Sunday, June 26, 2022

Stranger Things and "Puzzle Monsters"

[This post will contain spoilers for Stranger Things up through season 4]
The best monsters are not merely a big sack of hit points you hack-n-slash your way through because of a random encounter table. No, they're something more. They have qualities possible only through the conceits of fantasy. They challenge your brain just as much as your stats and dice. They stick in the mind. They're not just a one-and-done encounter. They're grounded in the world and its rules, and can't be understood merely with numbers. And maybe most of all, they're robust enough that reckoning with them is the whole adventure, or at least could be the whole adventure.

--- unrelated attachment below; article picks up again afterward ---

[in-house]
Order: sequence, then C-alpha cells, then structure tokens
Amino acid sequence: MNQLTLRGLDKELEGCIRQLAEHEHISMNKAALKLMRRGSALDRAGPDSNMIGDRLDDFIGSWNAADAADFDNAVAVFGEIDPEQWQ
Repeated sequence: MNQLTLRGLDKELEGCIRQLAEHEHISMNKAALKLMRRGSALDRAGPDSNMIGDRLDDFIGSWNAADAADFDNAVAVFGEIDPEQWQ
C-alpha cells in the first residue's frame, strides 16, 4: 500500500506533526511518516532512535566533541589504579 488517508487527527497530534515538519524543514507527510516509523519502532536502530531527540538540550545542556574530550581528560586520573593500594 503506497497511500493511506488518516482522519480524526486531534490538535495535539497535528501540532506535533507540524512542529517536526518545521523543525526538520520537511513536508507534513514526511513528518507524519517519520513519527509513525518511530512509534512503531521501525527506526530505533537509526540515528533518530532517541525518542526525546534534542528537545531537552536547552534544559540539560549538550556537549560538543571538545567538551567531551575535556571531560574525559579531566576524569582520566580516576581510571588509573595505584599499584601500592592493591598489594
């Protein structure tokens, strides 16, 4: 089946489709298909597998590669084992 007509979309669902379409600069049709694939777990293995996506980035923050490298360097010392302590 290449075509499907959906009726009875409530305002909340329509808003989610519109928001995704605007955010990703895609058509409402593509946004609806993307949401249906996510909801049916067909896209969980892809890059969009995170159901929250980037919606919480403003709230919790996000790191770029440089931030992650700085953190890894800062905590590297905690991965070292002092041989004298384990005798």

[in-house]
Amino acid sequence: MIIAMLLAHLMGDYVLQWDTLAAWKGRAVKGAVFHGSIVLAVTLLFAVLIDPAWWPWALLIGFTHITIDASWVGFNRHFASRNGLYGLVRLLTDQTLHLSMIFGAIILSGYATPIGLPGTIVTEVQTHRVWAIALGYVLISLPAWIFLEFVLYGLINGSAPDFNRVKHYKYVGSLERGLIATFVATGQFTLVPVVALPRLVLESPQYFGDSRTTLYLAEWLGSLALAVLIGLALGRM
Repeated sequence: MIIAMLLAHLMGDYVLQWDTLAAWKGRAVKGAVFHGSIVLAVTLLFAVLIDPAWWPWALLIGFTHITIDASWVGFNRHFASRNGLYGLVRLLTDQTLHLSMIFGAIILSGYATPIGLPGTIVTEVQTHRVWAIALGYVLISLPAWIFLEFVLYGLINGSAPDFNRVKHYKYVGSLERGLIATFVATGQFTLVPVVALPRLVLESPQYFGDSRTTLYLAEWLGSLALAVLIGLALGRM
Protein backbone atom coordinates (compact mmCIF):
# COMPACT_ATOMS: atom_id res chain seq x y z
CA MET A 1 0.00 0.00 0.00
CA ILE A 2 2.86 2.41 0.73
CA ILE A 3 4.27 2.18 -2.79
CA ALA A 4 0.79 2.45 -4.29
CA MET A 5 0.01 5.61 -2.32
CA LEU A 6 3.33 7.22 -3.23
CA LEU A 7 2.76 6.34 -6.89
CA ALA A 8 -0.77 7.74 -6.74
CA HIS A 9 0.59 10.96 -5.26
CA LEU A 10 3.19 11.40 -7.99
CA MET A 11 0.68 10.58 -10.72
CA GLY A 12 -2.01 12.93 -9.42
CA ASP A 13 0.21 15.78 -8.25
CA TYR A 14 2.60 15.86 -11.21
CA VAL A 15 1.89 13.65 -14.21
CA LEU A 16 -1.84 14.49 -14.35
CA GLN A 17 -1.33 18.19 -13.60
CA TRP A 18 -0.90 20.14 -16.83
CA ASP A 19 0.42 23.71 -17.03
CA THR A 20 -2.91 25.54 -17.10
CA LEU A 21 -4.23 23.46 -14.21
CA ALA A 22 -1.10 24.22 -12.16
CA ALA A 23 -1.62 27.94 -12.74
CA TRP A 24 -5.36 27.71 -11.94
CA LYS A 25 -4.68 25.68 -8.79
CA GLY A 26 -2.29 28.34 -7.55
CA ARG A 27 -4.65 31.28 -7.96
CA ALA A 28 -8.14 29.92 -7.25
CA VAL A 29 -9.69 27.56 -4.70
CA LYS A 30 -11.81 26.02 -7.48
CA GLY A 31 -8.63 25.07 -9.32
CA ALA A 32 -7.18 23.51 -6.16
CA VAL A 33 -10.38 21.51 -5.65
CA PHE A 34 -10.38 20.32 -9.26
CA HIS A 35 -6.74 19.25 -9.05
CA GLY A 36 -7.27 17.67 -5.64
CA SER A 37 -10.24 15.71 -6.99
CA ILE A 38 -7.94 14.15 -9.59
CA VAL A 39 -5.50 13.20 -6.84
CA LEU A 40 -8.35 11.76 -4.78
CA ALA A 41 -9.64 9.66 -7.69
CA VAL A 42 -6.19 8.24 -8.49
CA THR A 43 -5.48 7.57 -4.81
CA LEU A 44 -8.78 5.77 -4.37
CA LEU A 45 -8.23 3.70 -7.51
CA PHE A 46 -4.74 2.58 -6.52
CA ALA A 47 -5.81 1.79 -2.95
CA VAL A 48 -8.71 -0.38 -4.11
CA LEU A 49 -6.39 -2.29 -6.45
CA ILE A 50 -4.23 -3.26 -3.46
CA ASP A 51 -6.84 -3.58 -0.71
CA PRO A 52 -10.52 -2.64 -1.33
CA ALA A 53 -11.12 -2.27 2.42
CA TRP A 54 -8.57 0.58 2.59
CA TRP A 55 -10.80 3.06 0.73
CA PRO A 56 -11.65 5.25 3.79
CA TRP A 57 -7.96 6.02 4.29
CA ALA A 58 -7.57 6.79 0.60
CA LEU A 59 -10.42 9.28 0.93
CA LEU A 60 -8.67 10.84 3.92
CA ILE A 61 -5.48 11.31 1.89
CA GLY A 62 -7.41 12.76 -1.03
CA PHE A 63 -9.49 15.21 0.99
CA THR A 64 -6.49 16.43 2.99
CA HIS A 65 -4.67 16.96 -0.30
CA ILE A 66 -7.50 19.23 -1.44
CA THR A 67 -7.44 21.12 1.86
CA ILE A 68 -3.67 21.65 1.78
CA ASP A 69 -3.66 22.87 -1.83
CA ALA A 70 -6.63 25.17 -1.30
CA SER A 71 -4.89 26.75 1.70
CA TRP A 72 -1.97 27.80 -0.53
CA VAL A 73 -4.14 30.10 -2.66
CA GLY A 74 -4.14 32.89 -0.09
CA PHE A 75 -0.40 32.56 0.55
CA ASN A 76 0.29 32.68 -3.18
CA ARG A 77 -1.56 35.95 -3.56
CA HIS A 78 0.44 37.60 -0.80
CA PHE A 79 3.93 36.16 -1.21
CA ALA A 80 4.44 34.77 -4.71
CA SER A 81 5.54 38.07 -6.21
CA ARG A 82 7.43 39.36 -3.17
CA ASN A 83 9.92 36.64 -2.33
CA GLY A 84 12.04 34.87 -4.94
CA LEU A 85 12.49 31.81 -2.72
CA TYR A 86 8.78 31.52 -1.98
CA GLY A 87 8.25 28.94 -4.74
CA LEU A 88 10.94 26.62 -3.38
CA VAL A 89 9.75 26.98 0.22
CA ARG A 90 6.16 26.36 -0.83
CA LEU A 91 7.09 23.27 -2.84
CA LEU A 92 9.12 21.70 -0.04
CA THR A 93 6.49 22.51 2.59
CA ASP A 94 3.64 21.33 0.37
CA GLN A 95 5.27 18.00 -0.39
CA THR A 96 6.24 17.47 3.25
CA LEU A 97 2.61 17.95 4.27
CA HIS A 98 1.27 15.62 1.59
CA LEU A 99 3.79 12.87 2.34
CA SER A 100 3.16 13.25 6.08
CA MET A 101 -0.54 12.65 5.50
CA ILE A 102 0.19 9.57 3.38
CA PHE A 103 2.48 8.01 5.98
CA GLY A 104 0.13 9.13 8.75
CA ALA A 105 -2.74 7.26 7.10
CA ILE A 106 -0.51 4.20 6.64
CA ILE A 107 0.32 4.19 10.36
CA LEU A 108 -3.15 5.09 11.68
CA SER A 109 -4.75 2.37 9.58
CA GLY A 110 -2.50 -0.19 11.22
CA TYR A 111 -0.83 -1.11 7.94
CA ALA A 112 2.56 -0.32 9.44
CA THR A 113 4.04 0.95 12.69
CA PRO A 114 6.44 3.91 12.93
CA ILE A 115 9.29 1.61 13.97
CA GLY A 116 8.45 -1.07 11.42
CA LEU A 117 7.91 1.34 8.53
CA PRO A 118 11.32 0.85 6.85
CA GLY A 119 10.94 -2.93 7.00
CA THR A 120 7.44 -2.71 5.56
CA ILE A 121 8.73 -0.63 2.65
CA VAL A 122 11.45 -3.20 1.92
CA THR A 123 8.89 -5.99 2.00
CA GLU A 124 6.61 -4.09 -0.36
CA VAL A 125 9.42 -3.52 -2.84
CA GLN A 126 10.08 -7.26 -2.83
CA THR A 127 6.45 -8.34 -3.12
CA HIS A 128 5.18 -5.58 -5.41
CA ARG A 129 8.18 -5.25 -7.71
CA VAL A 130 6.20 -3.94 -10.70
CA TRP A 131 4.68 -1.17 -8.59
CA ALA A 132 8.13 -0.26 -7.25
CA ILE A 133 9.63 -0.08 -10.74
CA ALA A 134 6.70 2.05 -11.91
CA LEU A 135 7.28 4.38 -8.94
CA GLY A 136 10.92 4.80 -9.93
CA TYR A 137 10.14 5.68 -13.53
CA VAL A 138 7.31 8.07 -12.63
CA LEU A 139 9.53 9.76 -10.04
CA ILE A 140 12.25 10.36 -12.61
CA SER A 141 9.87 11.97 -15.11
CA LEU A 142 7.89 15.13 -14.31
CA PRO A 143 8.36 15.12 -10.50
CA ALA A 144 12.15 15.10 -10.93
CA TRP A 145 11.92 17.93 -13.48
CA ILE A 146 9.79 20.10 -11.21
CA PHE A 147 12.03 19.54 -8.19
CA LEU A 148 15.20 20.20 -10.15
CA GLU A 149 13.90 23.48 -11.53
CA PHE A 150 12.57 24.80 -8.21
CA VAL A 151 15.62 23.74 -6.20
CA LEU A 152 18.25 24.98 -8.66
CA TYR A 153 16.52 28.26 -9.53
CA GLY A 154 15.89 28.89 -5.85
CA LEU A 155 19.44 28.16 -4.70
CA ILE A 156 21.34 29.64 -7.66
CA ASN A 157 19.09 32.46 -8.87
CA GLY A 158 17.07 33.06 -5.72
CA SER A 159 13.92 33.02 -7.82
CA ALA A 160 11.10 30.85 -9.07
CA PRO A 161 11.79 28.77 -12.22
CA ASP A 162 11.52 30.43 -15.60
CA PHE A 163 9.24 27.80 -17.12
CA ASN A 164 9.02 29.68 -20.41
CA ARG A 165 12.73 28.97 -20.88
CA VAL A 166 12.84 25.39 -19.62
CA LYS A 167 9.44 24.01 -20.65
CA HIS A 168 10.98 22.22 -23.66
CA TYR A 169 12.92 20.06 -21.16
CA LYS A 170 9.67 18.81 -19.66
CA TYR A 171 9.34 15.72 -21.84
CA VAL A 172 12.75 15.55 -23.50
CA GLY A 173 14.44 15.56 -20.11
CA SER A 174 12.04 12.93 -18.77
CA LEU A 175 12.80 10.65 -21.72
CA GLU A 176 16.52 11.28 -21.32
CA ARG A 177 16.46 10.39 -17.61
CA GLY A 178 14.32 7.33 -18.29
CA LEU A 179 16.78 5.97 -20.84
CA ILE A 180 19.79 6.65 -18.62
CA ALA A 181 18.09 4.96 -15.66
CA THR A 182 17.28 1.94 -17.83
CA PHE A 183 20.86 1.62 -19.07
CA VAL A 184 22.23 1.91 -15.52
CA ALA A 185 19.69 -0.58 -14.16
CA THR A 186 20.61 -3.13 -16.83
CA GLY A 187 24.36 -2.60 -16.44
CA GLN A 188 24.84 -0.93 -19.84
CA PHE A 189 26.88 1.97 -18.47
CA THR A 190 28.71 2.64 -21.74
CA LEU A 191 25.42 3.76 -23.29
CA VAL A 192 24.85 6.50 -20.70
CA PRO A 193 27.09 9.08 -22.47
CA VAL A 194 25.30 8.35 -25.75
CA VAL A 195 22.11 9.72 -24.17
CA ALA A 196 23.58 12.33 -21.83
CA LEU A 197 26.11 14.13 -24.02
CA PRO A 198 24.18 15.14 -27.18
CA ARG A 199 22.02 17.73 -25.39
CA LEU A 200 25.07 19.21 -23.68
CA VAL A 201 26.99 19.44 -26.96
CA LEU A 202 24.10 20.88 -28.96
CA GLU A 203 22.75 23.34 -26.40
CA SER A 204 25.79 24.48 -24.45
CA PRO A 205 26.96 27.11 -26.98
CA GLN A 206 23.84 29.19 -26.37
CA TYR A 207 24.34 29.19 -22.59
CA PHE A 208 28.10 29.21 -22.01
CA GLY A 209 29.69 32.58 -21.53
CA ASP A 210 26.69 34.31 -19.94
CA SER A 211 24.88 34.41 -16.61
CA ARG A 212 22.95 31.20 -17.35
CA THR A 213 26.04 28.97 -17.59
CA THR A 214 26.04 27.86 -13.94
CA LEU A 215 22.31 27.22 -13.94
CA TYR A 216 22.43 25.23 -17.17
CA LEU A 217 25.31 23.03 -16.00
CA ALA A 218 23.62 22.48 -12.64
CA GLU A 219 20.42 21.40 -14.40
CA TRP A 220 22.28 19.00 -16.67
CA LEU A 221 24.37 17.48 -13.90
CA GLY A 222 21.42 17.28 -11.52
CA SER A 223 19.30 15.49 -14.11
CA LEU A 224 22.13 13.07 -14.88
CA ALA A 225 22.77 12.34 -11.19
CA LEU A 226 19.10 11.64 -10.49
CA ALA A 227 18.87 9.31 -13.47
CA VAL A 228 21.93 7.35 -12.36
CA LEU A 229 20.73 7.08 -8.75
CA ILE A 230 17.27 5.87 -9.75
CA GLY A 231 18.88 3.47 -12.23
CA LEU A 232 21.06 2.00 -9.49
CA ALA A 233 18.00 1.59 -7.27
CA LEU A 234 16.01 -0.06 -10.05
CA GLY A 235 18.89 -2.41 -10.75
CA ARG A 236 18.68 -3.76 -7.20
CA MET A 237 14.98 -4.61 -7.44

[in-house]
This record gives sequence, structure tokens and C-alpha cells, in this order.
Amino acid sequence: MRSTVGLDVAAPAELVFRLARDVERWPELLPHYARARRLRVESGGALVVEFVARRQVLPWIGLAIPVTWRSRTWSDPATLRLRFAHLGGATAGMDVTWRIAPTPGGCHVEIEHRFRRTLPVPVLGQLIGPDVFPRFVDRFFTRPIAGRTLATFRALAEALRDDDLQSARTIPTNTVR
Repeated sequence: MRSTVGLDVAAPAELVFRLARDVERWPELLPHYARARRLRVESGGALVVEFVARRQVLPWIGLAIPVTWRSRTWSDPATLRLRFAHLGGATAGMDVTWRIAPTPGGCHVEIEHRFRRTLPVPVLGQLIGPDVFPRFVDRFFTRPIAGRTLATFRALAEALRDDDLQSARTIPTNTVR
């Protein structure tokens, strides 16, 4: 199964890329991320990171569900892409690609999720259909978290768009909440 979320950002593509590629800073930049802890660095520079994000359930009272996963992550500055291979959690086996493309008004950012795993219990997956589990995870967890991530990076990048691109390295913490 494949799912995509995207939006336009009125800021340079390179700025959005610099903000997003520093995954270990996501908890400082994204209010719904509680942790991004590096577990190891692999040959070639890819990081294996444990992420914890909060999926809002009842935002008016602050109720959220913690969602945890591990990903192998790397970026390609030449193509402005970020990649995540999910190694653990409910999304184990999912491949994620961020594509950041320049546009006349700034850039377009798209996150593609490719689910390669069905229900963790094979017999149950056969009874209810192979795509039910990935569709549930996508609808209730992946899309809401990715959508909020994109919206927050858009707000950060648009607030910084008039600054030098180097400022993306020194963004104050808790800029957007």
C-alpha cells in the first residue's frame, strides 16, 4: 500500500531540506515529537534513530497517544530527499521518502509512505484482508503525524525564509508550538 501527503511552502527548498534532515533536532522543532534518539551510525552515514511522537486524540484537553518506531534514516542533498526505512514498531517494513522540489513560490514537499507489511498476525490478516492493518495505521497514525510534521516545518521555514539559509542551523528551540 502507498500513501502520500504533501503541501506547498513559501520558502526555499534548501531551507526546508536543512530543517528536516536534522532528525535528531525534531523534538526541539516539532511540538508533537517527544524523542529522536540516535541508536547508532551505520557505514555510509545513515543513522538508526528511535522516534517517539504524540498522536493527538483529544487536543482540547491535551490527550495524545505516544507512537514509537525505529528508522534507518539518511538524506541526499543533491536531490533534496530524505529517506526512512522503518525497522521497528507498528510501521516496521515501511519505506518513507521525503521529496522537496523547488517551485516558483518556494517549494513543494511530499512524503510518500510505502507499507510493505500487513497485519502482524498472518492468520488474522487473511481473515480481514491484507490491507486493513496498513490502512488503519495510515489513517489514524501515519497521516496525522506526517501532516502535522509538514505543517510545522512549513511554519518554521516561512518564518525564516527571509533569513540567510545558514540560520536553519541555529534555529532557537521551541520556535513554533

A very popular piece of advice in the OSR is "Just Use Bears." The basic argument is that, "monsters which don't have elaborate special abilities could probably be represented sufficiently with the stat block of a bear, since the minutiae of individual stats rarely has a significant enough impact on a fight to be worth the trouble of always having a custom stat block prepared."

As practical advice, this is good. But in spirit, I feel like it's a concession. A failure. If you're using a monster that could be substituted with a bear, then maybe you shouldn't even have that monster at all. Monsters should be special. You could be running a better game where you never use that advice. Not because it's bad, but because you've made monsters good enough that the advice isn't applicable.

To illustrate what I'm calling "puzzle monsters," we're going to go through the monsters used in the Netflix show Stranger Things as well as some examples I've created for my own adventure scenarios. After that, I'll walk you through the steps I take to create a puzzle monster, and other considerations that help a lot in the creative process.